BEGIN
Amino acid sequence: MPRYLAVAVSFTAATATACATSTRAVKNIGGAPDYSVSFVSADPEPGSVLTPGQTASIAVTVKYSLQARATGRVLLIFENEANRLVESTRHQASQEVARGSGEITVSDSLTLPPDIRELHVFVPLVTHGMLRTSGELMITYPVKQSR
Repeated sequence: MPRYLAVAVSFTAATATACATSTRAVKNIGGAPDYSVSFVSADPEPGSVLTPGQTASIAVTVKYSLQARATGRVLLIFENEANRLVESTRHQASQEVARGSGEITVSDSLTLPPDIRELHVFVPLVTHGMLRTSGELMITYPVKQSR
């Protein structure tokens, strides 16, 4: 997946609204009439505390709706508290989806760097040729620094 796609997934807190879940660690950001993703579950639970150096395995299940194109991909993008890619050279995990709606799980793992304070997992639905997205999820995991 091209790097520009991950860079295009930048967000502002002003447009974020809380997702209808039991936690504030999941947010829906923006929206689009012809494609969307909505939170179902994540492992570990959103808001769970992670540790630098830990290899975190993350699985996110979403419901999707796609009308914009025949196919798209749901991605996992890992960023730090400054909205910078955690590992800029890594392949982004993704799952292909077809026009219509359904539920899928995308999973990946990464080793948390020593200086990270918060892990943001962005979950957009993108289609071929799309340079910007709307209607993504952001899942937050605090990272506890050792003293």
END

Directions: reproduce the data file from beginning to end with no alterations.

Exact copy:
Amino acid sequence: MPRYLAVAVSFTAATATACATSTRAVKNIGGAPDYSVSFVSADPEPGSVLTPGQTASIAVTVKYSLQARATGRVLLIFENEANRLVESTRHQASQEVARGSGEITVSDSLTLPPDIRELHVFVPLVTHGMLRTSGELMITYPVKQSR
Repeated sequence: MPRYLAVAVSFTAATATACATSTRAVKNIGGAPDYSVSFVSADPEPGSVLTPGQTASIAVTVKYSLQARATGRVLLIFENEANRLVESTRHQASQEVARGSGEITVSDSLTLPPDIRELHVFVPLVTHGMLRTSGELMITYPVKQSR
């Protein structure tokens, strides 16, 4: 997946609204009439505390709706508290989806760097040729620094 796609997934807190879940660690950001993703579950639970150096395995299940194109991909993008890619050279995990709606799980793992304070997992639905997205999820995991 091209790097520009991950860079295009930048967000502002002003447009974020809380997702209808039991936690504030999941947010829906923006929206689009012809494609969307909505939170179902994540492992570990959103808001769970992670540790630098830990290899975190993350699985996110979403419901999707796609009308914009025949196919798209749901991605996992890992960023730090400054909205910078955690590992800029890594392949982004993704799952292909077809026009219509359904539920899928995308999973990946990464080793948390020593200086990270918060892990943001962005979950957009993108289609071929799309340079910007709307209607993504952001899942937050605090990272506890050792003293």